What does the Uber case mean for the wider gig economy?
A ruling in the Supreme Court on 19 February 2021 established once and for all that in the UK, drivers that work for Uber are classed as ‘workers’ and are not therefore self-employed individuals. Following this, Uber announced in March that they will pay drivers in the UK at least the national living wage, which from 1 April 2021 is £8.91 an hour and extended to those over 23 (previously 25 yrs). Drivers in the UK will also be entitled to minimum employment rights including time off and pension contributions.
The case between Uber and its ‘workers’ has been rumbling on for a number of years, having begun in 2016. Amongst the many nuanced arguments, the case between Uber BV and Others v Aslam looked at the ways in which Uber utilises its workforce, and therefore the way in which they should be classified within the eyes of the law.
But what implications does the ruling, and Uber’s subsequent announcement regarding the pay and benefits of their workers mean for others in the so-called ‘gig economy’?
Firstly, it has to be said that the case between Uber and its drivers has not yet been fully resolved, with drivers still arguing that the taxi app needs to go further in their pay commitment. The company has agreed to pay its drivers the minimum wage per hour for the hours when fares have been booked, but not for the time outside of this – ie. when drivers have their app on but are not actually on a booked journey. This is despite the fact that the Supreme Court ruled that drivers should be entitled to minimum wage throughout the time they have their app on.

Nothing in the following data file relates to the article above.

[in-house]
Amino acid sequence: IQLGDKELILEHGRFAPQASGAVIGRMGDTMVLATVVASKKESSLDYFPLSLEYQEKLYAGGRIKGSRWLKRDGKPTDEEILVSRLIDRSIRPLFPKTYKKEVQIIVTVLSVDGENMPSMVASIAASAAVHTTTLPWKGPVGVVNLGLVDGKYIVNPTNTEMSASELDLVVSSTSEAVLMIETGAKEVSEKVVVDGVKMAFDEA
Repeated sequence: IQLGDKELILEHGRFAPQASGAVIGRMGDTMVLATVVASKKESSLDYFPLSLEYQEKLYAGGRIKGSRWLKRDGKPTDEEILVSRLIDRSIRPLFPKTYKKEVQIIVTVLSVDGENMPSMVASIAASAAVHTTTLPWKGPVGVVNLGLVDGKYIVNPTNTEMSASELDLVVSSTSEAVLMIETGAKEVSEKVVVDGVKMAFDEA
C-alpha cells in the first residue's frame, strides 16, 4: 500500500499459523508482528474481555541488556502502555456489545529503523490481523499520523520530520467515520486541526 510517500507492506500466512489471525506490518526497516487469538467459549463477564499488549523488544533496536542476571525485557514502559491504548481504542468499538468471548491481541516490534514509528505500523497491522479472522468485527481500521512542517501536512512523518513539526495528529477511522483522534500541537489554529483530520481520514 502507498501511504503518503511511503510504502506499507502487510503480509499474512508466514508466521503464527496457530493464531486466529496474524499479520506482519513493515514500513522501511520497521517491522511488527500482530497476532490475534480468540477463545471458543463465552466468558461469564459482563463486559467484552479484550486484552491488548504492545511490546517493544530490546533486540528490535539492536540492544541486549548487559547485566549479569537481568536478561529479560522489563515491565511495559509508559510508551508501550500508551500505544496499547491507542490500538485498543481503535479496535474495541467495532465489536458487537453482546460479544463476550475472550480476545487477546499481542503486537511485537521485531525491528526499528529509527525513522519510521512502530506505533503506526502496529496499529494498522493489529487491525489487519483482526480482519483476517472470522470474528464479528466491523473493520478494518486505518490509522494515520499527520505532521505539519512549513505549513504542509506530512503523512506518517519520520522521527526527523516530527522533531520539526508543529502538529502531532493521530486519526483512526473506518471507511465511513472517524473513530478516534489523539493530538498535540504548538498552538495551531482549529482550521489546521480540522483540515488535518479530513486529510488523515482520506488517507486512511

For other companies employing workers on a ‘gig’ basis, the Uber case clearly sets a precedent for the legalities of utilising workers in this way. Where companies have not been paying a minimum hourly rate, instead paying its staff (however casual) ‘per job’ that may not equate to the National Minimum Wage, taking pre-emptive action to review the pay and treatment of those that undertake work on their behalf should be a priority.
The Uber case raises some interesting points for employment law as a whole – including the issue of employment status. The Supreme Court’s ruling has created some clarity on how the law deems the workers of different statuses and the relationship between this status and the obligations of their employers to adhere to a minimum set of employment rights.
However, in a world where flexibility of working arrangements is becoming an increasing desire for those seeking work, it could be that we see more cases that centre around how workers are classified come to the fore.